The Schoolmen ride again

Richard Mayne, 15 May 1980

Cinema: A Critical Dictionary: The Major Film-Makers 
edited by Richard Roud.
Secker, 1120 pp., £25, February 1980, 9780436428302
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The Dream that Kicks: The Prehistory and Early Years of Cinema in Britain 
by Michael Chanan.
Routledge, 356 pp., £12.50, January 1980, 0 7100 0319 6
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... schlock of yesteryear. No: the fact is that movie critics have changed. There was once a time when Roger Manvell’s 1944 Pelican Book, Film, was a central work in most British film-buffs’ libraries. There were the Russian early fathers, of course, all tractors and montage; there was Paul Rotha; there were histories and how-to handbooks; there was Alistair ...

Short Cuts

Chris Mullin: Corbyn the ‘Collaborator’, 8 March 2018

... election, and the paper ran the story under the banner headline ‘Civil War Plot by Socialist Masters’. In 1999 an investigation by the Foreign Office’s chief historian concluded that the letter had been forged by MI6 and leaked to the Conservative Party. It was repeatedly suggested during the Cold War that the Labour Party was crawling with Soviet ...

Sunny Days

Michael Howard, 11 February 1993

Never Again: Britain 1945-51 
by Peter Hennessy.
Cape, 544 pp., £20, September 1992, 0 224 02768 9
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Churchill on the Home Front 1900-1955 
by Paul Addison.
Cape, 493 pp., £20, November 1992, 0 224 01428 5
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... number of them did) but most of them willed the end. They implemented the plans of their Labour masters not only dutifully but often with enthusiasm. It is most improbable, to put it no more strongly, that any social irruption could have produced any better or more effective public servants than Oliver Franks, Edwin Plowden, Robert Hall, Edward ...


Paul Laity: Henry Woodd Nevinson, 3 February 2000

... and William Roberts – and a revolutionary moment in British art. Even to express support for Roger Fry’s Post-Impressionist exhibitions was daring and radical. Nevinson, having seen a contemporary art show in Venice, knew he was ‘bored with the old Masters’. He was ambitious and keen to be liked, but socially ...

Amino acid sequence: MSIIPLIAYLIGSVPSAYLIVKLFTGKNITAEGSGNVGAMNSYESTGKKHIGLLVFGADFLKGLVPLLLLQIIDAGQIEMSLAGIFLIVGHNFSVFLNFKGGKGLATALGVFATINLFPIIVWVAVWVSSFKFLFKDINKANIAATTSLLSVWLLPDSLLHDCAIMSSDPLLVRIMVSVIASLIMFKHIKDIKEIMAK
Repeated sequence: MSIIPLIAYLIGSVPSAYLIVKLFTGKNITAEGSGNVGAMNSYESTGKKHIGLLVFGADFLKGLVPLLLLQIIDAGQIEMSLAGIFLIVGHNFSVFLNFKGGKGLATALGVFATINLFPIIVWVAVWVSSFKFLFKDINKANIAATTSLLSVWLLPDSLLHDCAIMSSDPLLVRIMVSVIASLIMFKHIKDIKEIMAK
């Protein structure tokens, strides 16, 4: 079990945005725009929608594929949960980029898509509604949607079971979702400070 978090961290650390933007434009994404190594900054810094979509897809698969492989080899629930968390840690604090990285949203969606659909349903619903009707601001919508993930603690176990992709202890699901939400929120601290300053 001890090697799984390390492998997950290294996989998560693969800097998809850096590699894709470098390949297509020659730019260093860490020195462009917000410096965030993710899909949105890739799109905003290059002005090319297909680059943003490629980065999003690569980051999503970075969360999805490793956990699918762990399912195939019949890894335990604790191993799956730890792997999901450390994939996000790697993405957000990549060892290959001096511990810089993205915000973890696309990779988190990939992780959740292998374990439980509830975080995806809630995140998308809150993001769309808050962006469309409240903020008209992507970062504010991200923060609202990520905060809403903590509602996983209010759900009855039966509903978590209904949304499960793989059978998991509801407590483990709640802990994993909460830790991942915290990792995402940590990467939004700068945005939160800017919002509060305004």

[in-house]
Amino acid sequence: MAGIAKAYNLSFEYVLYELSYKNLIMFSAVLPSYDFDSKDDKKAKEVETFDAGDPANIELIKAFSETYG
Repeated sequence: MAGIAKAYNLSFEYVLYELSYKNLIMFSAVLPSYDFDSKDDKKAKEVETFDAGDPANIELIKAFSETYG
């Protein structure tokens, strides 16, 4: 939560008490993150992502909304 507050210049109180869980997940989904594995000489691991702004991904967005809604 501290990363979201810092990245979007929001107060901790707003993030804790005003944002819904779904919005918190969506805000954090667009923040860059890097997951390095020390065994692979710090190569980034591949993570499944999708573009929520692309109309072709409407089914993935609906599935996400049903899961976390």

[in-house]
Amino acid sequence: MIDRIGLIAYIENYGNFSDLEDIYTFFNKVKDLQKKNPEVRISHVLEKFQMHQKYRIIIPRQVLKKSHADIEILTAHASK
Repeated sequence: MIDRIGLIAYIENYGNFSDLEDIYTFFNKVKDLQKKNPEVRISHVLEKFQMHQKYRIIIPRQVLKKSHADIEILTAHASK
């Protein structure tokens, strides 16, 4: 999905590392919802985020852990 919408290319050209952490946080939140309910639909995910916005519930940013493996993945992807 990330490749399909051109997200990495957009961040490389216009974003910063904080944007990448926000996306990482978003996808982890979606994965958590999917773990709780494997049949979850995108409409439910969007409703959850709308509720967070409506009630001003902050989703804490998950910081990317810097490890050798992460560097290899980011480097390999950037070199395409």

Colin Jones: Voltaire’s Loneliness, 25 May 2006

Voltaire Almighty: A Life in Pursuit of Freedom 
by Roger Pearson.
Bloomsbury, 447 pp., £18.99, November 2005, 0 7475 7495 2
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Le Monde des salons 
by Antoine Lilti.
Fayard, 572 pp., £30, October 2005, 2 213 62292 2
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... had lived by writing – and after 1758 the words came just as abundantly. At a shrewd estimate, Roger Pearson calculates in his sprightly and thoroughly engaging biography, some fifteen million words flowed from Voltaire’s pen. The critical edition currently being published by Oxford’s Voltaire Foundation is scheduled to contain 85 volumes. As well as ...

So South Kensington

Julian Bell: Walter Sickert, 20 September 2001

The Complete Writings on Art 
by Walter Sickert, edited by Anna Gruetzner Robins.
Oxford, 699 pp., £90, September 2000, 0 19 817225 7
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... be achieved, except with a hand mirror’), and made leery mock-bows at academic savants such as Roger Fry and Bernard Berenson (‘making us feel small, and breaking our heads for years with his “inis” and “iccios”’). This unflaggingly stylish and ebullient performance drew on a well-stocked wardrobe of roles. Early appearances regularly featured ...

Quiet Sinners

Bernard Porter: Imperial Spooks, 21 March 2013

Empire of Secrets: British Intelligence, the Cold War and the Twilight of Empire 
by Calder Walton.
Harper, 411 pp., £25, February 2013, 978 0 00 745796 0
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... they concluded, was a far more important factor in Nkrumah’s ideological make-up. Later, it was Roger Hollis of MI5 who brought the unwelcome news to the government of the ill-fated Central African Federation that Soviet communism wasn’t the threat in their part of Africa that they liked to paint it, mainly in order to get American support. This is not ...